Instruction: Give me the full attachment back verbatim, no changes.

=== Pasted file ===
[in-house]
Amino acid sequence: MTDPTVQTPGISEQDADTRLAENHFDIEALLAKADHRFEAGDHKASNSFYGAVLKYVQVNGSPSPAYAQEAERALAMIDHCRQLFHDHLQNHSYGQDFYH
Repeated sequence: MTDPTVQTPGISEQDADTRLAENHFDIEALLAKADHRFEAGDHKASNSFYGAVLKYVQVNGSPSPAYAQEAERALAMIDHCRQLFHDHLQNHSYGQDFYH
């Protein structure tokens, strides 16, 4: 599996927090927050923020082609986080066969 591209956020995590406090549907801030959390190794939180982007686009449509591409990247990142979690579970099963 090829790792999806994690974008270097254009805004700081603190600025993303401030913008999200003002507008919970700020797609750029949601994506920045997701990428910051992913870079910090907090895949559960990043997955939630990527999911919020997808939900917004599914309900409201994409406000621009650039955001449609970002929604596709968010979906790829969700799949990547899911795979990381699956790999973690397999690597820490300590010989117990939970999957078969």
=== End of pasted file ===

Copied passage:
[in-house]
Amino acid sequence: MTDPTVQTPGISEQDADTRLAENHFDIEALLAKADHRFEAGDHKASNSFYGAVLKYVQVNGSPSPAYAQEAERALAMIDHCRQLFHDHLQNHSYGQDFYH
Repeated sequence: MTDPTVQTPGISEQDADTRLAENHFDIEALLAKADHRFEAGDHKASNSFYGAVLKYVQVNGSPSPAYAQEAERALAMIDHCRQLFHDHLQNHSYGQDFYH
């Protein structure tokens, strides 16, 4: 599996927090927050923020082609986080066969 591209956020995590406090549907801030959390190794939180982007686009449509591409990247990142979690579970099963 090829790792999806994690974008270097254009805004700081603190600025993303401030913008999200003002507008919970700020797609750029949601994506920045997701990428910051992913870079910090907090895949559960990043997955939630990527999911919020997808939900917004599914309900409201994409406000621009650039955001449609970002929604596709968010979906790829969700799949990547899911795979990381699956790999973690397999690597820490300590010989117990939970999957078969």